Thanks for taking us along - it looks like a nice place. Have no clue on the bees - not up on my insect id. Glad they weren't concerned with your presence!

Floridacracker said...

Yes, thanks for inviting us. It looks like a place with lots of promise. Hooray for that mom getting muddy with her kids in the great outdoors.

Liza Lee Miller said...

Laura, your photographs are like poems. What a wonderful walk. Thanks for sharing!

Jenn said...

Scilla for that last one. I love that blue. A non-native.

Periwinkle is an invader, and can crowd out the natives. A good job for the local scouts would be a 'cleanup day' to pull it out if it's getting to think in there.

Dave said...

That was a nice walk even though I was a day late.

KGMom said...

What a wonderful walk. I love the first photo of the bright red barn.
That is definitely periwinkle and Jenn is right that it is invasive, or at least indestructible.
I planted it on a slopping bank next to our pool. I am very careful to keep chopping it back and so far it is staying put. It makes great ground cover.

Dave said...

What y'all call periwinkle I've always called myrtle, and yes, it is very agressive - it's taking over my front lawn. I have a sentimental attachment to it, though, because my grandmother planted it here.

Cathy said...

Laura! Thanks so much for the 'Crocus' poem you left in my comments. It's just wonderful.

burning silo said...

I believe your bees are some species of Adrena (often called Mining Bees). There are quite a number of species. They make branching tunnels in the ground and females lay their eggs at the end of each branch. Some species share the same entrances to tunnel systems. Here are some links to photos and text about them.

LauraHinNJ said...

Mojoman: Yes, I think it's true about NJ being the most densely populated; I think my county has one of the best park systems in the state though.

This area, in particular, has a problem with access. There is almost no parking and often the road is blocked; almost as if they don't want anyone to visit. Maybe that's for the best.

Mary: Fire ants? Are they as awful as I've read?

Susan: Maybe ;-) but we'll keep you around for your raptor ID skills.

Larry: IMO, life is too short to wait for a vacation! I try to find an hour or two where I can to make up for the time lost at work.

Jessie: Thanks, yea - it's fun to look for little things though.

Laurie: Yes! Get some nature on you! lol!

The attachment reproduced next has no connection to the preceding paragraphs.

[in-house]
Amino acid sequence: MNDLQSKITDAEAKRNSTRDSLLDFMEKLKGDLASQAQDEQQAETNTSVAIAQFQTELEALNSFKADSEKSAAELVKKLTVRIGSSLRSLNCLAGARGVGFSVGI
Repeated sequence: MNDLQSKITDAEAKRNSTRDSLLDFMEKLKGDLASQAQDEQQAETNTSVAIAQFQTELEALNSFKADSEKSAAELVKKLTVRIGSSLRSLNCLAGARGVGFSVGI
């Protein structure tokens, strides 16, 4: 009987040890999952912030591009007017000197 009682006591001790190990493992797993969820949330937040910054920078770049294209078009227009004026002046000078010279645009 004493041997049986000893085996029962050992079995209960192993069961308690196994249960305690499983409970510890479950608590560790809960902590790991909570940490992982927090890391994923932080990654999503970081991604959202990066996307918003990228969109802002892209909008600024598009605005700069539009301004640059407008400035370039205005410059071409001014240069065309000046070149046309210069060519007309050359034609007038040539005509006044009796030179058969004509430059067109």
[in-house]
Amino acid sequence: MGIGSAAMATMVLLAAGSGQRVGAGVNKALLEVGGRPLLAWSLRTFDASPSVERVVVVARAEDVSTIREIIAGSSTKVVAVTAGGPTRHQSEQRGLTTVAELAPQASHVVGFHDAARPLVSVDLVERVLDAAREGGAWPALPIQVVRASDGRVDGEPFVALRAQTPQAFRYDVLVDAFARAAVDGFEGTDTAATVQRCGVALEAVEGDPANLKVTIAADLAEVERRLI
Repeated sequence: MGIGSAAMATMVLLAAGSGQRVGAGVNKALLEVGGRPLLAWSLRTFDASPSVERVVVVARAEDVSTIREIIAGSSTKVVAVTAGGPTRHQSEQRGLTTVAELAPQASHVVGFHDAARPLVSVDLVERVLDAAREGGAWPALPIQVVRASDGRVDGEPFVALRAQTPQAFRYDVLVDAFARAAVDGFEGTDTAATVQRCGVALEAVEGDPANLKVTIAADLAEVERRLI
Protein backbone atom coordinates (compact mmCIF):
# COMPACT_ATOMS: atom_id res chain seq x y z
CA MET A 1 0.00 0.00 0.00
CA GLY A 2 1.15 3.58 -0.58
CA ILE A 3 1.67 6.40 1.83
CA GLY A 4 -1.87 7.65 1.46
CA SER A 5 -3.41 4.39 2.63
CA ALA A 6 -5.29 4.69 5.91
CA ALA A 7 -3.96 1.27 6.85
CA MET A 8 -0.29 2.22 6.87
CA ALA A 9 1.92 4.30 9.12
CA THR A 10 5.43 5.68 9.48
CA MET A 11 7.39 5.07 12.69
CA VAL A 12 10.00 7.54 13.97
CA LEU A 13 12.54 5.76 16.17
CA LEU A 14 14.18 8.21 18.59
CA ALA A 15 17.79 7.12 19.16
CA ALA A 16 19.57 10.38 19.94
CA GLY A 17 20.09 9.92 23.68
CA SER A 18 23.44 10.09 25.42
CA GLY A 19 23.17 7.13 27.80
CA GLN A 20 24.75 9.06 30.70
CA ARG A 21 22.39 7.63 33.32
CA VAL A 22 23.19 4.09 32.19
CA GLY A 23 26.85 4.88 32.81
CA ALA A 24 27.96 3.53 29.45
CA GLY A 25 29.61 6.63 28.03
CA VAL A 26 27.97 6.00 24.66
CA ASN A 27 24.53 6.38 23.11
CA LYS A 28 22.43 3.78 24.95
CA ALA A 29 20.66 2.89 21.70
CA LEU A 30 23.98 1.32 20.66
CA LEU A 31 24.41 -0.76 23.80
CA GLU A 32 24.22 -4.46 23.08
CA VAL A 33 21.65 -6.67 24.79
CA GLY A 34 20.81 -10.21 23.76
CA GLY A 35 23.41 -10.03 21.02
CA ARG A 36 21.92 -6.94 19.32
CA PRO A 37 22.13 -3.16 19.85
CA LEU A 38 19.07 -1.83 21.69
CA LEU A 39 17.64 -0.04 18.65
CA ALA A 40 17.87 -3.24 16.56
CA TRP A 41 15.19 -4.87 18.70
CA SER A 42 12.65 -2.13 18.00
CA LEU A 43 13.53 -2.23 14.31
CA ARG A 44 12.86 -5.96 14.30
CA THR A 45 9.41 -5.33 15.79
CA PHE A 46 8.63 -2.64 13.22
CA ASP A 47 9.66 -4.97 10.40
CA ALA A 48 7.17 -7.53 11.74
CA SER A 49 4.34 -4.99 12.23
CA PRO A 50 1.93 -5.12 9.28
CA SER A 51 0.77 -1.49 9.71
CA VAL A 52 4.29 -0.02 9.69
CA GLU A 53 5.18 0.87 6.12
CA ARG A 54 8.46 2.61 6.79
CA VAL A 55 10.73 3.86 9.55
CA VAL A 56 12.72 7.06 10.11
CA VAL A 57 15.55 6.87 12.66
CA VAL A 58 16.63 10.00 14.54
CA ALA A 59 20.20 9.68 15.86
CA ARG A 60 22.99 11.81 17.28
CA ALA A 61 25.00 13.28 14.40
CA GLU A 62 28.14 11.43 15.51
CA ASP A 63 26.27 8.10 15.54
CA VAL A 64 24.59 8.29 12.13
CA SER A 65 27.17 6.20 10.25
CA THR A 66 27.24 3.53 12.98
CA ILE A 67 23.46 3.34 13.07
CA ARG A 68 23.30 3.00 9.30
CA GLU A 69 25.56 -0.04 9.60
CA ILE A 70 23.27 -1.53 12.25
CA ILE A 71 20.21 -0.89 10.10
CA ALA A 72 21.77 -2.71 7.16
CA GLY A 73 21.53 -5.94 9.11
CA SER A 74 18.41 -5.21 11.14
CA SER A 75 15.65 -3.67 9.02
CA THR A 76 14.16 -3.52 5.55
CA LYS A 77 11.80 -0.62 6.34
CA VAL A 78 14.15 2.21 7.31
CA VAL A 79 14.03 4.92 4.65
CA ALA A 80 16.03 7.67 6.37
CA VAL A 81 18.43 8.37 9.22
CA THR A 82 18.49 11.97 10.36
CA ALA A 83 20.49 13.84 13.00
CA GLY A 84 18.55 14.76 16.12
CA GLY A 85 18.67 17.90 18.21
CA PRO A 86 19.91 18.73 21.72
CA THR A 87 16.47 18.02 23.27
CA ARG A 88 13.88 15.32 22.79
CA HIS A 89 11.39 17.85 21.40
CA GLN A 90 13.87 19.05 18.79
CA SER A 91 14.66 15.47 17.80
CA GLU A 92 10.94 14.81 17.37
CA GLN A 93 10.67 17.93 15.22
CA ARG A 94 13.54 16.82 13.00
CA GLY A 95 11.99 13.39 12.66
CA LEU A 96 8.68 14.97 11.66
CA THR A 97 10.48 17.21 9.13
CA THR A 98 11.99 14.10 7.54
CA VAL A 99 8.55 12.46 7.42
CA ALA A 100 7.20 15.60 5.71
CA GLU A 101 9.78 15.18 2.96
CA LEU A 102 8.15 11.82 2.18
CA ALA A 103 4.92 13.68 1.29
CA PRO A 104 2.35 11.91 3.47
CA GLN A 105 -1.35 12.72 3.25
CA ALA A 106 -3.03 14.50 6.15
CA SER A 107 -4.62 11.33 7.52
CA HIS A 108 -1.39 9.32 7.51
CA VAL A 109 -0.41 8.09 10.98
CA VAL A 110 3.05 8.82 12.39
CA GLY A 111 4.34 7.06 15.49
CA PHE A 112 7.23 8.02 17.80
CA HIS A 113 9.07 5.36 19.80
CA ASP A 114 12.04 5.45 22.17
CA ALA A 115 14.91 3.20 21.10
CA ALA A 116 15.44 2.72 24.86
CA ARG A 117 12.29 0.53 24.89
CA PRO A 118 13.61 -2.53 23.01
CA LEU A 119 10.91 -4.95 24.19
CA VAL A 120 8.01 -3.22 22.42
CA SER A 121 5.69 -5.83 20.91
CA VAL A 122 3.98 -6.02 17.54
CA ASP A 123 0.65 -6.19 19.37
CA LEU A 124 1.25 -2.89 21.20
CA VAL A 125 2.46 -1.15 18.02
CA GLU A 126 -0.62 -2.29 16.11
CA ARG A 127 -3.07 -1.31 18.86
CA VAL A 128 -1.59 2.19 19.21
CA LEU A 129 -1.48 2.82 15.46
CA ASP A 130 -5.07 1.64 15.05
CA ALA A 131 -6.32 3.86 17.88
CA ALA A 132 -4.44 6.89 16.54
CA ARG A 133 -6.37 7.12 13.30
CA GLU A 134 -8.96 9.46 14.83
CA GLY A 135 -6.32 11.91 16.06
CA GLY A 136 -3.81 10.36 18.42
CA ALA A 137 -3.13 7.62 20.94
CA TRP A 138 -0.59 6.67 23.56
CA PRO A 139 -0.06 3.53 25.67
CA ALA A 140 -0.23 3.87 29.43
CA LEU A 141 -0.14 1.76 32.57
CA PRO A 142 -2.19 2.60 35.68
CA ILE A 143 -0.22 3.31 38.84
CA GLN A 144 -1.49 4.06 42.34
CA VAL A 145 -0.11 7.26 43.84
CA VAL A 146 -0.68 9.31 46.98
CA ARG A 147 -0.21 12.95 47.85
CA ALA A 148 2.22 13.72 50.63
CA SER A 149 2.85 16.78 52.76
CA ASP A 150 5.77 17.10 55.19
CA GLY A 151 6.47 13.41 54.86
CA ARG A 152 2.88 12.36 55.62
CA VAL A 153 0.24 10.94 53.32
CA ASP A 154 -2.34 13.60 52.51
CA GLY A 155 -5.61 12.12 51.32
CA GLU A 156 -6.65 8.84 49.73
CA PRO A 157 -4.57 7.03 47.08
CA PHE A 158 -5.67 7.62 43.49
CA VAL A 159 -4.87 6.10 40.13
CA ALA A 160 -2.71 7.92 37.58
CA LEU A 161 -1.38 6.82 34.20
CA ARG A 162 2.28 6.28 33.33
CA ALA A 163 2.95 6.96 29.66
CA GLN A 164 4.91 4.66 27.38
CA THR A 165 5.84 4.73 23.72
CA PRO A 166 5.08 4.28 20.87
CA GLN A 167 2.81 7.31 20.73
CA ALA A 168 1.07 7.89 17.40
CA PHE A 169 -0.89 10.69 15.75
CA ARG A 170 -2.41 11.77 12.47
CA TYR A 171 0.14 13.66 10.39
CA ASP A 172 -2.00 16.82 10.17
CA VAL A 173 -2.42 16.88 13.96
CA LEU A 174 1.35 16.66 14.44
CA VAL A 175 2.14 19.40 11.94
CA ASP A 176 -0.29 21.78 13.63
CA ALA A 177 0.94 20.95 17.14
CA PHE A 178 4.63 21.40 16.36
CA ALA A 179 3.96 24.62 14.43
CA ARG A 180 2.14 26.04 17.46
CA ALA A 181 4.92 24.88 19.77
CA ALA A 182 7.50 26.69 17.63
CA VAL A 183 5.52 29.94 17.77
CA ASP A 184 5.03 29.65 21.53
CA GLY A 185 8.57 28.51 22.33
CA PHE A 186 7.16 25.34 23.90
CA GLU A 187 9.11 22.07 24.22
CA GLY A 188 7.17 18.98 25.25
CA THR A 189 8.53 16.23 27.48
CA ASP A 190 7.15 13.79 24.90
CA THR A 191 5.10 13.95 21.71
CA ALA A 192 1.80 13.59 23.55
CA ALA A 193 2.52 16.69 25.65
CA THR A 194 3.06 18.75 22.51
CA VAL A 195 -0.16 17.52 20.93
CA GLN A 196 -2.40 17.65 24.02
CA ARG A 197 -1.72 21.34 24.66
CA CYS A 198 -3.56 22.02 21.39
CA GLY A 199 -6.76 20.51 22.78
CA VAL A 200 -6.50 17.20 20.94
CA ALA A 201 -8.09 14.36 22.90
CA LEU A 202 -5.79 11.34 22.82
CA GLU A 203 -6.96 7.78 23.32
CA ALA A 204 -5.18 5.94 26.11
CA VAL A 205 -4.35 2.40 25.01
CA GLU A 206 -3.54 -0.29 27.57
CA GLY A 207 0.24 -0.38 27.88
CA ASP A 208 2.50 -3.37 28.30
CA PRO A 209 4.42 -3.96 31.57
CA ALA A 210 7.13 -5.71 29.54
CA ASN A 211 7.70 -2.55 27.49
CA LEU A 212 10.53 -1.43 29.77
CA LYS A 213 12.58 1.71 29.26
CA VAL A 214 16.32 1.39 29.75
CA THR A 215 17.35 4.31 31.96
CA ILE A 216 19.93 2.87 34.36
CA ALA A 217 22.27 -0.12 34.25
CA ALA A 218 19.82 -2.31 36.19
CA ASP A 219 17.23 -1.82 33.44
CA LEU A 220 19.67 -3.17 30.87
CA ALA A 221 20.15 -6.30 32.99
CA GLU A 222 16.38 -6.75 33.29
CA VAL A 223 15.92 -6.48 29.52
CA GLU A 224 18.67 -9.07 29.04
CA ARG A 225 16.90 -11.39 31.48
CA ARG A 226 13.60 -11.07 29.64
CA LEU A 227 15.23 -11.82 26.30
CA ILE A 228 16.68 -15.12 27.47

Jayne: I had fun, thanks.

Dr. Know: Thanks for coming by. Your pics were nice too!

Laura: There were thousands, I think and kooky me was right in the middle taking pics. I read in some book though that bees respond to a person's good thoughts, so I just kept thinking loving thoughts towards them so they wouldn't sting.


Bev says they're solitary bees which aren't prone to sting - lucky for me, I guess.

FC: They were muddy and wet and looked happy!

Liza: Thanks for coming along with me!

Jenn: Yes, thanks!

When my DH and I were first married and with our new house we bought a few flats of vinca and promptly killed all of it! Can you imagine? Some angel was looking out for us there, I think.

Dave: A day late doesn't matter! Any signs of spring your way?

KGMom: Yea, we killed it somehow here. I think I might like to plant some squill bulbs, though - they're very pretty!

Dave: It is very pretty I think, reason enough to let it go in place of grass. And that your grandma planted it, well - let it be for her.

Cathy: Wasn't that a fun one?

Bev: Thanks for coming by to help me out! I wonder if these bees were making nests and mating so early in the season, or if the numbers that I saw were hatching? Neat to see anyway!

burning silo said...

Laura - I just added some more notes on my blog to answer your question about the bees, but decided to come over here and leave an answer as well in case you didn't see the other. I'm quite sure that Adrena would overwinter as adults in your area (in refuges underground) and emerge very early in the spring to begin collecting tree pollen to stock their underground egg chambers where eggs would be laid. You also mentioned insect field guides. Audubon is okay as a starting point. There's a new guide out that I haven't seen yet -- It goes by the name Kaufman Field Guide to Insects of North America, by Eric Eaton. Cindy Mead wrote a little about it a week or so ago. Apparently, I have a few photos in it (I haven't received my copy yet). It's supposed to be quite good. The other book I'd recomment, but this is only if you're starting to get serious about insects, is Stephen Marshall's tome "Insects: Their Natural History and Diversity -- with a photographic guide to insects of eastern North America." It's good but a bit costly, and definitely not a book you would lug along with you on a field trip! (-: